Campaigners (ENFP) (38%) and Consuls (ESFJ) (37%), on the other hand, agreed at notably lower rates. With their shared Feeling trait, both of these personality types are more likely to measure their worth based on their personal relationships than their degrees. Compassionate and idealistic, Campaigners find their worth in emotional connections, viewing education as a tool for helping people and achieving goals. Conscientious and sociable, Consuls devote their energy to developing deep personal relationships and are much more interested in social status (being well-liked) than in educational status.
Explorers are the least likely Role to measure their worth by how educated they are, because most Explorers dislike what they perceive as the stifling structure of formal education. Easily bored, Explorer personality types see the world as their classroom and prefer to learn as they go rather than sitting through lectures and simulated laboratory experiments.
Only 34% of Entertainers (ESFP) agreed with the statement – the least of any personality type. Successfully completing higher education requires long-term focus, which is not Entertainers’ strong suit, and tasks like in-depth analysis usually don’t hold their attention for long. They’re certainly capable of doing it, but for most of these spontaneous, free-spirited individuals, education simply isn’t what matters most.
Constant Improvement and Social Engagement (54% and 50% agreeing)
The Turbulent members of the Constant Improvement and Social Engagement Strategies proved to be more likely than their Assertive counterparts to associate self-worth with education. Turbulent personalities often measure their success by what they are able to achieve and what other people think of them. They may view external sources of accomplishment (degrees, job titles, etc.) as important parts of their identities because they validate their achievements and signal intelligence and respectability to others.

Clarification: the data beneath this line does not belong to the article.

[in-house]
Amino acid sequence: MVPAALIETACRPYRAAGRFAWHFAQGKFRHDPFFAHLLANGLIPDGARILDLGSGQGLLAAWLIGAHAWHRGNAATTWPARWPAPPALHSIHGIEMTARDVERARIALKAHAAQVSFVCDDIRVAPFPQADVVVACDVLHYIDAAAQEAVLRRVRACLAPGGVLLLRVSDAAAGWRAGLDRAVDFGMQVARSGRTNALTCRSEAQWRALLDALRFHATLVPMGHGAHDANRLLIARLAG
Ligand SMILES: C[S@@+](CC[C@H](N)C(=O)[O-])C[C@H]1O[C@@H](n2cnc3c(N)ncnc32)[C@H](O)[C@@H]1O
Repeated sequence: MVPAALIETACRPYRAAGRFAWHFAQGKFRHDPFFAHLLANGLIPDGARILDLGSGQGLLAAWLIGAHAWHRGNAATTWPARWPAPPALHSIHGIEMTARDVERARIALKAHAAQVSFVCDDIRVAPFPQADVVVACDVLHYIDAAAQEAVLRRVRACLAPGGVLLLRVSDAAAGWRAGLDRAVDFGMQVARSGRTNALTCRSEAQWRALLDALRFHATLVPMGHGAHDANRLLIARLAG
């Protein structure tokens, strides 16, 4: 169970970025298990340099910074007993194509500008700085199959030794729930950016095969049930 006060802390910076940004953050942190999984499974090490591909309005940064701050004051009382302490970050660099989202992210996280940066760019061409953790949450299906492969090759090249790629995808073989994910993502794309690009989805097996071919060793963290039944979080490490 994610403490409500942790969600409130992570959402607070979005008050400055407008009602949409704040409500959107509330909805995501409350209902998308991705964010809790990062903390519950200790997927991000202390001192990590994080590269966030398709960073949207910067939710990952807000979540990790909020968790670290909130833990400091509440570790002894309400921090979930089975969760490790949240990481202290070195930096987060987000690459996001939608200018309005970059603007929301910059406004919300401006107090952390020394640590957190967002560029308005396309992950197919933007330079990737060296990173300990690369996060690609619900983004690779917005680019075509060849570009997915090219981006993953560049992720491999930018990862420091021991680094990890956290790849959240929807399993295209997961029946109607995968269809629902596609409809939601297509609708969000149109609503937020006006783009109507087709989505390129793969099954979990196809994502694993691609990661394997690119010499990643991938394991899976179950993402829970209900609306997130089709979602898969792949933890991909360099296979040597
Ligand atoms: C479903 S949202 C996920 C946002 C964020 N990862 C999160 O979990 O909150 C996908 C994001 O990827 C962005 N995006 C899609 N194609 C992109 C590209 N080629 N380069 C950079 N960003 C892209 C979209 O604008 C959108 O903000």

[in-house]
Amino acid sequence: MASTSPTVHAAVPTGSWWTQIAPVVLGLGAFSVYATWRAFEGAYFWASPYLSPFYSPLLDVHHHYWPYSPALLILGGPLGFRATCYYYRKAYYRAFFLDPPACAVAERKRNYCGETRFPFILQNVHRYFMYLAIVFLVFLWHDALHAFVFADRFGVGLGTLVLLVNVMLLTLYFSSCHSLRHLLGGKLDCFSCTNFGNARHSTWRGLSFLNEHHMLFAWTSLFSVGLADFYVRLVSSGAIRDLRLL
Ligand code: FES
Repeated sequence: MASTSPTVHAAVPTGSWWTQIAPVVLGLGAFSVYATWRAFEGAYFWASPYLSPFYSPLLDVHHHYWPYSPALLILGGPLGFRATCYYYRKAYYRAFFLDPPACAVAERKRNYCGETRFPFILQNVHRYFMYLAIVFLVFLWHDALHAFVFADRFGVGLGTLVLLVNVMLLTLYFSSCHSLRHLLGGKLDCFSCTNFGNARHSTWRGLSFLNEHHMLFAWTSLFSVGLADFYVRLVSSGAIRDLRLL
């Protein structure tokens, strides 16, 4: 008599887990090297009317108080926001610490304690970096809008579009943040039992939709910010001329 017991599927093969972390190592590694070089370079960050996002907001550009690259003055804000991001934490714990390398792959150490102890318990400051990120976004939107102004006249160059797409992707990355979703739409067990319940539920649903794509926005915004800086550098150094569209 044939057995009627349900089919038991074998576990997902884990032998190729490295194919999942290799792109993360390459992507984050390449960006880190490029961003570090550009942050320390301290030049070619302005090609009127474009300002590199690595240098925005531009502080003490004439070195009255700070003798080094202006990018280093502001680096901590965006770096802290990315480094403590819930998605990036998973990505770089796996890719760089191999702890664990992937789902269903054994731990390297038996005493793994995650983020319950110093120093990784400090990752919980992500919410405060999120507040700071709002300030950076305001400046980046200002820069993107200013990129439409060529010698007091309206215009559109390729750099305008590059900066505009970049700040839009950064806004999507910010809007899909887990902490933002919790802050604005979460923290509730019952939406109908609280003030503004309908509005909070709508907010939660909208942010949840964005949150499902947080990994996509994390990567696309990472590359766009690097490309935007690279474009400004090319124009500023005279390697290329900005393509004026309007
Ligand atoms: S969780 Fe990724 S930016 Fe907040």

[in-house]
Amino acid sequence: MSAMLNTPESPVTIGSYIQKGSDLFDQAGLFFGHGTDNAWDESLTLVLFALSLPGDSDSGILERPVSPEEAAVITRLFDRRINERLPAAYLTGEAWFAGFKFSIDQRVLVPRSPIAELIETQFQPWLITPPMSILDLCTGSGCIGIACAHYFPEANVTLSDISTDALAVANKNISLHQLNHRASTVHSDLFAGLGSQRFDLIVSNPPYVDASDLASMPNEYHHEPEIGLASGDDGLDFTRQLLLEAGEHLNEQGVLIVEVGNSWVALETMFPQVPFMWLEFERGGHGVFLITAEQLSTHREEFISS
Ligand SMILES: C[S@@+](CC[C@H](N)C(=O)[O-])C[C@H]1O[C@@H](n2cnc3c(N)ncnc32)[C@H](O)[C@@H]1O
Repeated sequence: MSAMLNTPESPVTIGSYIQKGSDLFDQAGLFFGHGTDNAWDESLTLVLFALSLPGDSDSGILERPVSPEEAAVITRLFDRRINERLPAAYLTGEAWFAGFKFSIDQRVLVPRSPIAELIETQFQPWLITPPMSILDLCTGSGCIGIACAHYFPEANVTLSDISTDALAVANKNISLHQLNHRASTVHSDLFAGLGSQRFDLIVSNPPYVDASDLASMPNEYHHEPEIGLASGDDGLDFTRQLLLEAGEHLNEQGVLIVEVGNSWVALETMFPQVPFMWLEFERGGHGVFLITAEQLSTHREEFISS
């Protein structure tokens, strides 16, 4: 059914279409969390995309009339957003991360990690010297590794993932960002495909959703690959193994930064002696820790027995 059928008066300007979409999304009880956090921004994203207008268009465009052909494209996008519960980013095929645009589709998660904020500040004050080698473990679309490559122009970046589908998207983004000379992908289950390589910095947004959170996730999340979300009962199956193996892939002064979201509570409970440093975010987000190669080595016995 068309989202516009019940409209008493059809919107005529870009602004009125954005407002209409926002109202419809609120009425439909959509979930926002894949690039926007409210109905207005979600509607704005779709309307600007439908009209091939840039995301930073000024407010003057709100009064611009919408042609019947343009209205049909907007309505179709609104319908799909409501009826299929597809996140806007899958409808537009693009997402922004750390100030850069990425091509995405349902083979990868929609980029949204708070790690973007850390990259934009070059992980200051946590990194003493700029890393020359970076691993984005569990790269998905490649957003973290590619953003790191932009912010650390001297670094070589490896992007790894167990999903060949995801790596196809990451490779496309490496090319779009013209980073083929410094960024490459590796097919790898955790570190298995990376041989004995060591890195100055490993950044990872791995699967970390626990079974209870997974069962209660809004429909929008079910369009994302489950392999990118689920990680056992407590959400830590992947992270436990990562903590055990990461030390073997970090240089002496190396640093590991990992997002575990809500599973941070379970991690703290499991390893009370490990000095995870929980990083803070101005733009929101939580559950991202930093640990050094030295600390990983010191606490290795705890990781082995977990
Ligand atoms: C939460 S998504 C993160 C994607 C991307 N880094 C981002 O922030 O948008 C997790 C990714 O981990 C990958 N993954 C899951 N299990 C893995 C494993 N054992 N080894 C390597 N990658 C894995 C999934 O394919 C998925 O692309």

Confident Individualism (45%)
The Introverted, Assertive personality types who belong to the Confident Individualism Strategy are both self-assured and extremely self-reliant. With great confidence comes an inherent sense of self-worth. They’re more likely to see education as a tool to achieve their goals rather than a measurement of worth in and of itself. Confident Individualists are unlikely to be influenced by the opinions of others. As long as they know that they are intelligent, they don’t care how others view them, or their educational credentials.
People Mastery (38%)
The People Mastery Strategy is the least apt to equate self-worth with educational status. Extraverted and Assertive, People Masters are unconcerned with the opinions of others. These personalities gauge self-worth by their personal achievements and social connections, and they may feel that formal education is not always a necessary component for success. Some famous People Masters, like Steve Jobs, never earned a college degree, forging a legacy through hard work and innovation instead.
Every individual will base their sense of self-worth on a different combination of things. Education plays a significant role in the measurement of worth for people who identify as cerebral or intellectual. Individuals who are more focused on emotions, intuition, or their observations are less likely to tie their sense of worth to their level of education.
There is no right or wrong in these approaches, as any measurement can be beneficial if it is balanced – and any measurement can be harmful if it is the sole criterion for self-worth. The most important thing is balance, understanding that your worth is not based on any one component of your personality or abilities. Education, as with anything, is only one aspect of personal achievement – it doesn’t have to be a defining factor.
What about you? Is your sense of self-worth tied to your level of education? Let’s talk about it in the comments section!